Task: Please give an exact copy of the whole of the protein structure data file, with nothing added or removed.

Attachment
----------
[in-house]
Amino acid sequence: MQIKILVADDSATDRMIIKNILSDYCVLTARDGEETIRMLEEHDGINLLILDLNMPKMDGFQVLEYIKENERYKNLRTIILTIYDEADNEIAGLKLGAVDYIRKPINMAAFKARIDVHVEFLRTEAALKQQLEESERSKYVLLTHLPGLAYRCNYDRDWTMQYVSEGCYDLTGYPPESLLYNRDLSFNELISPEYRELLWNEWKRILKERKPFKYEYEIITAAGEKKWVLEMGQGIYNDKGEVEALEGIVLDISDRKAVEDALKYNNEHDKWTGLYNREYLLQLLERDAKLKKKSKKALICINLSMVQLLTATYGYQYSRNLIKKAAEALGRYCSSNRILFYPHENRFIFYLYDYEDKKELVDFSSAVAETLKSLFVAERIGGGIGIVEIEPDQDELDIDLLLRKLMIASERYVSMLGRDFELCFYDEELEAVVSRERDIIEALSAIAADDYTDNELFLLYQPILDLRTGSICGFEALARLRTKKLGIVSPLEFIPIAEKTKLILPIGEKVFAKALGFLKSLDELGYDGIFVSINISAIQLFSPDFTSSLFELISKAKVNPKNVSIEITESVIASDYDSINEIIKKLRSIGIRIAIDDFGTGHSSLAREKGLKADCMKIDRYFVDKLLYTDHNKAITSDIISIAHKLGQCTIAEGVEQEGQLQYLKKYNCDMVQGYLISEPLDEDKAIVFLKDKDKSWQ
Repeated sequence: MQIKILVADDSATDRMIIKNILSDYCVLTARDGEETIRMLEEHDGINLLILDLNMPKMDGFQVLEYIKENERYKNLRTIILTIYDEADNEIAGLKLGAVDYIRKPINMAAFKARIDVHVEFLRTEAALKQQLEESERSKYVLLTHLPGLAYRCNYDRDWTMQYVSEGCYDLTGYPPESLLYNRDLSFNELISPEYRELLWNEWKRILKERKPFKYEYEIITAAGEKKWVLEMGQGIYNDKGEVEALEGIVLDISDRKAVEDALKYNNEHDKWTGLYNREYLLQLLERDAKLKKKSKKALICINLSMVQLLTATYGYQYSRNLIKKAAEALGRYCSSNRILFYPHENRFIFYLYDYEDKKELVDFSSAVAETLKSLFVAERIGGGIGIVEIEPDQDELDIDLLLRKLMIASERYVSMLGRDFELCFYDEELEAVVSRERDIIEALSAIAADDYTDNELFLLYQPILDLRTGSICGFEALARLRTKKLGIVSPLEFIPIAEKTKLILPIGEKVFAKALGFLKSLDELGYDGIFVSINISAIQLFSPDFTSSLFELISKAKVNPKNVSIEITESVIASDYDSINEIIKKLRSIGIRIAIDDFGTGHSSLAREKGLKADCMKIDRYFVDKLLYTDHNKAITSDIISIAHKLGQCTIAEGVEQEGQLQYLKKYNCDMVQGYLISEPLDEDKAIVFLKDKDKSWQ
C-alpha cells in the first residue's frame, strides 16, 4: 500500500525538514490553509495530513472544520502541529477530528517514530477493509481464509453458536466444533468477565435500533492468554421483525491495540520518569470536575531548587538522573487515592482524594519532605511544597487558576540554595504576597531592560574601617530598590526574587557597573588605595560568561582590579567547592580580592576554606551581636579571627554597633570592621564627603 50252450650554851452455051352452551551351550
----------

[in-house]
Amino acid sequence: MQIKILVADDSATDRMIIKNILSDYCVLTARDGEETIRMLEEHDGINLLILDLNMPKMDGFQVLEYIKENERYKNLRTIILTIYDEADNEIAGLKLGAVDYIRKPINMAAFKARIDVHVEFLRTEAALKQQLEESERSKYVLLTHLPGLAYRCNYDRDWTMQYVSEGCYDLTGYPPESLLYNRDLSFNELISPEYRELLWNEWKRILKERKPFKYEYEIITAAGEKKWVLEMGQGIYNDKGEVEALEGIVLDISDRKAVEDALKYNNEHDKWTGLYNREYLLQLLERDAKLKKKSKKALICINLSMVQLLTATYGYQYSRNLIKKAAEALGRYCSSNRILFYPHENRFIFYLYDYEDKKELVDFSSAVAETLKSLFVAERIGGGIGIVEIEPDQDELDIDLLLRKLMIASERYVSMLGRDFELCFYDEELEAVVSRERDIIEALSAIAADDYTDNELFLLYQPILDLRTGSICGFEALARLRTKKLGIVSPLEFIPIAEKTKLILPIGEKVFAKALGFLKSLDELGYDGIFVSINISAIQLFSPDFTSSLFELISKAKVNPKNVSIEITESVIASDYDSINEIIKKLRSIGIRIAIDDFGTGHSSLAREKGLKADCMKIDRYFVDKLLYTDHNKAITSDIISIAHKLGQCTIAEGVEQEGQLQYLKKYNCDMVQGYLISEPLDEDKAIVFLKDKDKSWQ
Repeated sequence: MQIKILVADDSATDRMIIKNILSDYCVLTARDGEETIRMLEEHDGINLLILDLNMPKMDGFQVLEYIKENERYKNLRTIILTIYDEADNEIAGLKLGAVDYIRKPINMAAFKARIDVHVEFLRTEAALKQQLEESERSKYVLLTHLPGLAYRCNYDRDWTMQYVSEGCYDLTGYPPESLLYNRDLSFNELISPEYRELLWNEWKRILKERKPFKYEYEIITAAGEKKWVLEMGQGIYNDKGEVEALEGIVLDISDRKAVEDALKYNNEHDKWTGLYNREYLLQLLERDAKLKKKSKKALICINLSMVQLLTATYGYQYSRNLIKKAAEALGRYCSSNRILFYPHENRFIFYLYDYEDKKELVDFSSAVAETLKSLFVAERIGGGIGIVEIEPDQDELDIDLLLRKLMIASERYVSMLGRDFELCFYDEELEAVVSRERDIIEALSAIAADDYTDNELFLLYQPILDLRTGSICGFEALARLRTKKLGIVSPLEFIPIAEKTKLILPIGEKVFAKALGFLKSLDELGYDGIFVSINISAIQLFSPDFTSSLFELISKAKVNPKNVSIEITESVIASDYDSINEIIKKLRSIGIRIAIDDFGTGHSSLAREKGLKADCMKIDRYFVDKLLYTDHNKAITSDIISIAHKLGQCTIAEGVEQEGQLQYLKKYNCDMVQGYLISEPLDEDKAIVFLKDKDKSWQ
C-alpha cells in the first residue's frame, strides 16, 4: 500500500525538514490553509495530513472544520502541529477530528517514530477493509481464509453458536466444533468477565435500533492468554421483525491495540520518569470536575531548587538522573487515592482524594519532605511544597487558576540554595504576597531592560574601617530598590526574587557597573588605595560568561582590579567547592580580592576554606551581636579571627554597633570592621564627603 50252450650554851452455051352452551551351550